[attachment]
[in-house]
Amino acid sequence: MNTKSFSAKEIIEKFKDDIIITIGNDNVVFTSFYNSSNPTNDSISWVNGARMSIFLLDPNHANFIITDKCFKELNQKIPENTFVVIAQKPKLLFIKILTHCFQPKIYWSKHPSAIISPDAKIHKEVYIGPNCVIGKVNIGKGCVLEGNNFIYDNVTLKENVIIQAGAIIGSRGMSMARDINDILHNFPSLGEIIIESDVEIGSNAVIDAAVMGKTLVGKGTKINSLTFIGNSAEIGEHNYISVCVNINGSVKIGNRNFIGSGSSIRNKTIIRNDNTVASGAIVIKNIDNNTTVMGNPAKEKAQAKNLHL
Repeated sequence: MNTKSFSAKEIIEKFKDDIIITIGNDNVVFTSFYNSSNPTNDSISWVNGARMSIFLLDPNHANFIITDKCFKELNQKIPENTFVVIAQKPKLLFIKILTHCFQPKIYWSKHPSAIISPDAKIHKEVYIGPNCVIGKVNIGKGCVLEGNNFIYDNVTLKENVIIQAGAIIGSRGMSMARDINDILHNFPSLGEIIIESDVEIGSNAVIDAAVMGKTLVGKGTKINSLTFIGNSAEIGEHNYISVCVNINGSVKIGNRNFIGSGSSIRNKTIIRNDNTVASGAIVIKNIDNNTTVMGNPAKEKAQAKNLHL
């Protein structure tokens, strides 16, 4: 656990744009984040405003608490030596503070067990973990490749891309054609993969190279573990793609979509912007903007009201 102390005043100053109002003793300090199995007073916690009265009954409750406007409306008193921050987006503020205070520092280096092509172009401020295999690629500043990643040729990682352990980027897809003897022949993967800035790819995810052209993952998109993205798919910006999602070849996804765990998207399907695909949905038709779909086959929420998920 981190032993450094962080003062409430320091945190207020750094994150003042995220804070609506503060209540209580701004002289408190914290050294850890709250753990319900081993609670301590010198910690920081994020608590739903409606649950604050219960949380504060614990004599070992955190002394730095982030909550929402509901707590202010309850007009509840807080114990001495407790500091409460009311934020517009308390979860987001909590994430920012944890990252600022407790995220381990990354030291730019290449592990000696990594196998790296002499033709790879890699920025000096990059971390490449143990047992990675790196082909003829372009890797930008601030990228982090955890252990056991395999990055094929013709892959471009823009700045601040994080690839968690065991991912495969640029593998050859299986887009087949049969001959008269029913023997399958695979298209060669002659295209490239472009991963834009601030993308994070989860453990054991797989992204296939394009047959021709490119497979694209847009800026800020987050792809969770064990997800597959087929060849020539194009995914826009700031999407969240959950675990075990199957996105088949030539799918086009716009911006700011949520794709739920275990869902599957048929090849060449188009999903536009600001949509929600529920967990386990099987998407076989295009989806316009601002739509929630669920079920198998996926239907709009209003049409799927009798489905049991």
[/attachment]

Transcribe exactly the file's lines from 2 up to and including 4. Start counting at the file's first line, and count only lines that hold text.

Amino acid sequence: MNTKSFSAKEIIEKFKDDIIITIGNDNVVFTSFYNSSNPTNDSISWVNGARMSIFLLDPNHANFIITDKCFKELNQKIPENTFVVIAQKPKLLFIKILTHCFQPKIYWSKHPSAIISPDAKIHKEVYIGPNCVIGKVNIGKGCVLEGNNFIYDNVTLKENVIIQAGAIIGSRGMSMARDINDILHNFPSLGEIIIESDVEIGSNAVIDAAVMGKTLVGKGTKINSLTFIGNSAEIGEHNYISVCVNINGSVKIGNRNFIGSGSSIRNKTIIRNDNTVASGAIVIKNIDNNTTVMGNPAKEKAQAKNLHL
Repeated sequence: MNTKSFSAKEIIEKFKDDIIITIGNDNVVFTSFYNSSNPTNDSISWVNGARMSIFLLDPNHANFIITDKCFKELNQKIPENTFVVIAQKPKLLFIKILTHCFQPKIYWSKHPSAIISPDAKIHKEVYIGPNCVIGKVNIGKGCVLEGNNFIYDNVTLKENVIIQAGAIIGSRGMSMARDINDILHNFPSLGEIIIESDVEIGSNAVIDAAVMGKTLVGKGTKINSLTFIGNSAEIGEHNYISVCVNINGSVKIGNRNFIGSGSSIRNKTIIRNDNTVASGAIVIKNIDNNTTVMGNPAKEKAQAKNLHL
């Protein structure tokens, strides 16, 4: 656990744009984040405003608490030596503070067990973990490749891309054609993969190279573990793609979509912007903007009201 102390005043100053109002003793300090199995007073916690009265009954409750406007409306008193921050987006503020205070520092280096092509172009401020295999690629500043990643040729990682352990980027897809003897022949993967800035790819995810052209993952998109993205798919910006999602070849996804765990998207399907695909949905038709779909086959929420998920 981190032993450094962080003062409430320091945190207020750094994150003042995220804070609506503060209540209580701004002289408190914290050294850890709250753990319900081993609670301590010198910690920081994020608590739903409606649950604050219960949380504060614990004599070992955190002394730095982030909550929402509901707590202010309850007009509840807080114990001495407790500091409460009311934020517009308390979860987001909590994430920012944890990252600022407790995220381990990354030291730019290449592990000696990594196998790296002499033709790879890699920025000096990059971390490449143990047992990675790196082909003829372009890797930008601030990228982090955890252990056991395999990055094929013709892959471009823009700045601040994080690839968690065991991912495969640029593998050859299986887009087949049969001959008269029913023997399958695979298209060669002659295209490239472009991963834009601030993308994070989860453990054991797989992204296939394009047959021709490119497979694209847009800026800020987050792809969770064990997800597959087929060849020539194009995914826009700031999407969240959950675990075990199957996105088949030539799918086009716009911006700011949520794709739920275990869902599957048929090849060449188009999903536009600001949509929600529920967990386990099987998407076989295009989806316009601002739509929630669920079920198998996926239907709009209003049409799927009798489905049991």